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Those who don't learn from history...

By:David K. Every
©Copyright 1999


In the beginning [1960's], there existed an Ivory Tower [metaphorically]. Computers were big-- the size of refrigerator, with another refrigerator (or four) next to it for tape drives, extra storage and cooling -- and computers cost a fortune. The ivory tower was usually a glass encased, locked room with air-conditioning, an elevated floor, argon fire extinguishers, and constant hums and clicks that prevented the denizens from having to actually listen to anyone else. This was the domicile of the "elite keepers of the computer" [IS/IT high priests] -- computers couldn't be trusted to just anyone after all.

If you wanted to do anything on the computer it required proper groveling to the great priests of the ivory tower (usually by screaming outside the door), "Oh, please lord master, could you give me some more space, allow me to run this program, or give me more 'time'"(1). This was a great arrangement... if you happened to be one of the IS/IT people that controlled the computer --but it sucked being a user.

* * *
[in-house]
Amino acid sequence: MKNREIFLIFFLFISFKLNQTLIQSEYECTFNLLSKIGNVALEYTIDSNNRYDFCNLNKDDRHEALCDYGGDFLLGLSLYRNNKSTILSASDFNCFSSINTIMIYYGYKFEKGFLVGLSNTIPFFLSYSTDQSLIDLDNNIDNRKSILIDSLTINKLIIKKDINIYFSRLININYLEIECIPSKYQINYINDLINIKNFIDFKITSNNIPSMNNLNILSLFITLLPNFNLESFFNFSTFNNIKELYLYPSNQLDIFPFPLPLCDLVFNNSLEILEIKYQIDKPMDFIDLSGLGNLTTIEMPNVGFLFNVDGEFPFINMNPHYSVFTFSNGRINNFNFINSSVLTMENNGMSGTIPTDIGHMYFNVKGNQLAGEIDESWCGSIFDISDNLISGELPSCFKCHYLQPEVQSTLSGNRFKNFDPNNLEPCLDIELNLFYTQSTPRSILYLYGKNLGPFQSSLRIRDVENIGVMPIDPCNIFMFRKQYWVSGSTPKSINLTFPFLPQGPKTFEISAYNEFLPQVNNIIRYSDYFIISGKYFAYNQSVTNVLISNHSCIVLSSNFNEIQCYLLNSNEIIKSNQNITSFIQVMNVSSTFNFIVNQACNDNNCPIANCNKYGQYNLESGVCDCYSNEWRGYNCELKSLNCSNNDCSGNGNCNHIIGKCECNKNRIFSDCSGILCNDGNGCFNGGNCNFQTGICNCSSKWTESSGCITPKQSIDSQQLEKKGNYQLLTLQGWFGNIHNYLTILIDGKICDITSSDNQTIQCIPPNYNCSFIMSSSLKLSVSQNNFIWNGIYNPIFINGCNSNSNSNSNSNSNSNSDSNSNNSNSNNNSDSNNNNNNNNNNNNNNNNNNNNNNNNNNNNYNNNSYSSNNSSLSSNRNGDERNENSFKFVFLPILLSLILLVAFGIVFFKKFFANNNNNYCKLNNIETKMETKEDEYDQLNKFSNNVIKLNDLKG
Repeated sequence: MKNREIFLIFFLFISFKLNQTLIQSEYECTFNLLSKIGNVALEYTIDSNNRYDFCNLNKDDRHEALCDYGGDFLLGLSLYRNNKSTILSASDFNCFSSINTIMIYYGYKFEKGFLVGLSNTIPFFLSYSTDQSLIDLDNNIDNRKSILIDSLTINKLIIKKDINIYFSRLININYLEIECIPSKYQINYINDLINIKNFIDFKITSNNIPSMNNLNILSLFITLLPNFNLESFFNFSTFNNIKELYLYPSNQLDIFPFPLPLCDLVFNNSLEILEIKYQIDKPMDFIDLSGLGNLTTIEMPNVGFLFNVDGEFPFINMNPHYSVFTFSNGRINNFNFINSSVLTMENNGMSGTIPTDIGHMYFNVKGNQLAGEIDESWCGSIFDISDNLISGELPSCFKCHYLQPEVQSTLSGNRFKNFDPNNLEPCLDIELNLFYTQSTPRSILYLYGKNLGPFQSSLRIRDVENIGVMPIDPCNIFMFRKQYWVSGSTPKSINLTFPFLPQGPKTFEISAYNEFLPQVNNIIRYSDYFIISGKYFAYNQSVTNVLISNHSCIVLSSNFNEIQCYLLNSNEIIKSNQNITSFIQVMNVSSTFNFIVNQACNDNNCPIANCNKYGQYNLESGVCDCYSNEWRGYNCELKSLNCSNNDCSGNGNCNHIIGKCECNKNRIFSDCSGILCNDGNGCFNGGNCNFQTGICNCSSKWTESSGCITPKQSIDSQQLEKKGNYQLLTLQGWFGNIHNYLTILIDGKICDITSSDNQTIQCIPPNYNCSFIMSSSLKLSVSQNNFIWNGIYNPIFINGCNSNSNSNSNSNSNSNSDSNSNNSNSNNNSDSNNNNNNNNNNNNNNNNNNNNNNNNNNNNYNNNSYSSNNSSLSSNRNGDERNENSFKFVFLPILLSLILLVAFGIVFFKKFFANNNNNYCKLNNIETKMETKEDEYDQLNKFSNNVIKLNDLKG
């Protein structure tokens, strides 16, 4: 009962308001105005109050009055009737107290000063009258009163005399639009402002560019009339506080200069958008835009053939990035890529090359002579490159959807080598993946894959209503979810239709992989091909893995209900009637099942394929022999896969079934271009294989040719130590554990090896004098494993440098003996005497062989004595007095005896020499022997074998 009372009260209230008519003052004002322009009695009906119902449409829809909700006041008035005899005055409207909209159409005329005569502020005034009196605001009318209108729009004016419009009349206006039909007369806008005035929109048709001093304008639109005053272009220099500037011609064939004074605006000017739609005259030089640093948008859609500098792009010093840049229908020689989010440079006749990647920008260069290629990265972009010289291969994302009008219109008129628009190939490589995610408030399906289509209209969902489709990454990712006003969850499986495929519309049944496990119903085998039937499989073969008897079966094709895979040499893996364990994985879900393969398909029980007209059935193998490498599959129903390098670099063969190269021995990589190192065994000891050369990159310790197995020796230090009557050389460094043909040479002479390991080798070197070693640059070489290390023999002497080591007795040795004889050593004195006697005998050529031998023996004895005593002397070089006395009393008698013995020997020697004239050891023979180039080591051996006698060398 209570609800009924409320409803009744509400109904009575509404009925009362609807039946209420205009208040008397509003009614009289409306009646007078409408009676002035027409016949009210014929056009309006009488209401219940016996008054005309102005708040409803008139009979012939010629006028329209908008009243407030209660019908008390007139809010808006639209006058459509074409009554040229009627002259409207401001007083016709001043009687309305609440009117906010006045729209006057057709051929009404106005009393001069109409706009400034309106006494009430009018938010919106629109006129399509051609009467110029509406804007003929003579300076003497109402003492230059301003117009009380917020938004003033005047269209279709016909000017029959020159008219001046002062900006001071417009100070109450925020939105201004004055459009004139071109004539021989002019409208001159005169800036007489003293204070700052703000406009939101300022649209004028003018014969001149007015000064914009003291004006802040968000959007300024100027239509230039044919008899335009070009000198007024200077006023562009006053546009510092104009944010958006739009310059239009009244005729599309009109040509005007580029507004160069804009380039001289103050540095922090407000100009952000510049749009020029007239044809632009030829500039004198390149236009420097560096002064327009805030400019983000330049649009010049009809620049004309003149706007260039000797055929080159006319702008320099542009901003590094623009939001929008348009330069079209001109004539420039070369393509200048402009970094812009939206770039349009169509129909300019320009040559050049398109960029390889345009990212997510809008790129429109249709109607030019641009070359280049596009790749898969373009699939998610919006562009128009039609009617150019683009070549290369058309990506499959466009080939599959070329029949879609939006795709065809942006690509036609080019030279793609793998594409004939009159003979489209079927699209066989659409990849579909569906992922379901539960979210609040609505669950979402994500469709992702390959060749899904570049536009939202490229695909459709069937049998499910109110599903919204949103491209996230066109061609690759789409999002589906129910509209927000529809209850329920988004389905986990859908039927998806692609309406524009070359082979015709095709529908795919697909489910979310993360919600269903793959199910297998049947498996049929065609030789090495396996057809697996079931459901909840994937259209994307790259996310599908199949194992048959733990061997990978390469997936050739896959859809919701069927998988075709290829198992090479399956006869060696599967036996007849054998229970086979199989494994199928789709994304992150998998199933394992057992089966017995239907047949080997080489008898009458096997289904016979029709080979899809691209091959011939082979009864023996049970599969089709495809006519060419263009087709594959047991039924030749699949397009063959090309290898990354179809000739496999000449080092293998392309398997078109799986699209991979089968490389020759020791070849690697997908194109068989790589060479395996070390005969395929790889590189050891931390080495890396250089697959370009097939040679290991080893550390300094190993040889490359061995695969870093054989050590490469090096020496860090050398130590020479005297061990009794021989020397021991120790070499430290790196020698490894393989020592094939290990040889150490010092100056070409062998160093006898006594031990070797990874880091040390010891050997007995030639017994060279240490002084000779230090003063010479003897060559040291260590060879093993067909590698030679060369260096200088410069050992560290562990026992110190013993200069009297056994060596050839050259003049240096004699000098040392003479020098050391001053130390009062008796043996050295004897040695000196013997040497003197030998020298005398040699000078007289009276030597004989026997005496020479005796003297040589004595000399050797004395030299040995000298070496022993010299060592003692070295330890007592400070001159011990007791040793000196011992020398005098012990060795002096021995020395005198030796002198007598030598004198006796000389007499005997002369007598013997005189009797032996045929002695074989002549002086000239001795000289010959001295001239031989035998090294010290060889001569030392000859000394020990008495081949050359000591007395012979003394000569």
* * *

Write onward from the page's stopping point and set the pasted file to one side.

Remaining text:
(1) Yes, even your time on the computer was shared with other people -- both in total time, and how much time (attention) the computer would give you. You were only allowed to do as much total work, or have as much performance, as the priests felt you were worthy of. Since they were arrogant, they felt only they were worthy, and they'd give you only the table scraps so that you did not disturb their "work". (Many computer games were created and exercised by the IS types during this era).